Md. jobless rate falls

3.7% level is down from 4% in Oct.

employers add 9,200 jobs

December 22, 2007|By Jamie Smith Hopkins | Jamie Smith Hopkins,Sun reporter

Maryland's slowing job market seemed to pick up considerable speed last month, though economists warned that it's too soon to tell whether it's a blip or a trend.

The unemployment rate, which was 4 percent in October, fell to 3.7 percent last month, the Labor Department said yesterday. The number of workers rose to about 2.9 million, while the ranks of the unemployed thinned significantly.

Employers added 9,200 jobs, according to the government's preliminary estimate, which is adjusted to account for seasonal patterns in hiring and firing.

The estimates are frequently revised, sometimes significantly, said Robert A. Dye, senior economist with PNC Financial Services Group. But at least for now, Maryland's job increase is the second largest in the country, behind only Texas. It follows on two months of decline - a loss of nearly 7,000 jobs combined - and rising unemployment.

"We need to see several months of increase in order to have more confidence," Dye said. "There's no way to tell ... whether this is going to stick or not."

If it does, it's a hopeful sign in the midst of discouraging national news. Home sales continue to fall, tight credit has rippled into sectors unrelated to housing and retailers are gloomy about holiday sales thus far. Dye said he thinks there's a 40 percent chance that the country could slip into recession next year.

All that makes Maryland's pickup last month a bit surprising, said Daraius Irani, director of applied economics at RESI, Towson University's research and consulting arm. But he's not ready to write it off as a statistical hiccup, not with an unemployment rate that has remained so consistently low.

"The fact is, firms are in desperate need of qualified workers," he said.

"This suggests that Maryland is riding fairly well through [these] real estate and credit-crunch issues that are going on," Irani said.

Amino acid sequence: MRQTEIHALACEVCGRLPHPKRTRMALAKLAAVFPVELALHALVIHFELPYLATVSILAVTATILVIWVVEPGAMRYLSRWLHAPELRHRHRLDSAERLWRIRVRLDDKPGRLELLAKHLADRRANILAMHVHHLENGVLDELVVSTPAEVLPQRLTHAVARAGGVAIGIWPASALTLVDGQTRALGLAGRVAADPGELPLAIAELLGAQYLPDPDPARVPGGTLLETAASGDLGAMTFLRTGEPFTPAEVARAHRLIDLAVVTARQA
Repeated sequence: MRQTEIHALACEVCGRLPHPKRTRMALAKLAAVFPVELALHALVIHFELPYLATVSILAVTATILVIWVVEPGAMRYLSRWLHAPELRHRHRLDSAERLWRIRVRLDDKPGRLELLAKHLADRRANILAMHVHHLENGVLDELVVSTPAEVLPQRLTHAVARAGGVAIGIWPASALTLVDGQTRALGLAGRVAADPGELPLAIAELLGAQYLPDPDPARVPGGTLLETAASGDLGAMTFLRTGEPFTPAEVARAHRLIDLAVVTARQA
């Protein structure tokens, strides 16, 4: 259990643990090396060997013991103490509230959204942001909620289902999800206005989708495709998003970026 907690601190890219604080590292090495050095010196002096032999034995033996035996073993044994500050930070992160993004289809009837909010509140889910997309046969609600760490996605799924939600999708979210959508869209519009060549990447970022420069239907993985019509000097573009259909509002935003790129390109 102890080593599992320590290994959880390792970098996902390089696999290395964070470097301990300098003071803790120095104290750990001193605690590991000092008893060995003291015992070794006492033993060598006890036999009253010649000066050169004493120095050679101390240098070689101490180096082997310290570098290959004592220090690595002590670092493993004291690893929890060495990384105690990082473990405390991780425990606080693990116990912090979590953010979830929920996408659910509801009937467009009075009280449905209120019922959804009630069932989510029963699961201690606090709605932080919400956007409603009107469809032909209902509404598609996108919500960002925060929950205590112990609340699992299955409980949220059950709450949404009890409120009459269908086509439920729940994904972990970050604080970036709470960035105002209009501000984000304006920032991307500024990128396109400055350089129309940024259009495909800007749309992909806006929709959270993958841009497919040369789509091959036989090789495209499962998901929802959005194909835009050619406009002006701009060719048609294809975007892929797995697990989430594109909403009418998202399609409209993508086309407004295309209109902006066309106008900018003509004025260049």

Employers in the state added 36,400 jobs in the 12 months ending in November, the Labor Department estimated. That's the largest number since the 12 months ending in June 2006.

All major sectors added jobs in the past 12 months, with the usual exception of manufacturing. But the 1,400-job reduction in that sector was the smallest since the 12 months ending in April 2005.

Professional and business services, one of the state's largest sectors, added 9,600 jobs. Leisure and hospitality employers increased their job rolls by 7,200, while the education and health services sector added 6,800 jobs.

The other sectors showing significant gains were government - up 5,500 jobs - and construction, which added 3,700 jobs on the strength of commercial building.

In a separate release yesterday, the state Department of Labor, Licensing and Regulation said the unemployment rate in the Baltimore metro area last month was 3.6 percent, down from 4 percent. The numbers are not adjusted for seasonal variations.

Unemployment was 3 percent in Anne Arundel, 5.6 percent in Baltimore City, 3.6 percent in Baltimore County, 2.8 percent in Carroll, 3.2 percent in Harford and 2.4 percent in Howard. The rate in affluent Howard County was the state's lowest.

"In the short term, there continue to be significant downside risks as the U.S. economy teeters on the edge of recession," Dye said. "But I think the long-term prospects for Baltimore - and eastern Maryland in general - are very good."

jamie.smith.hopkins@baltsun.com

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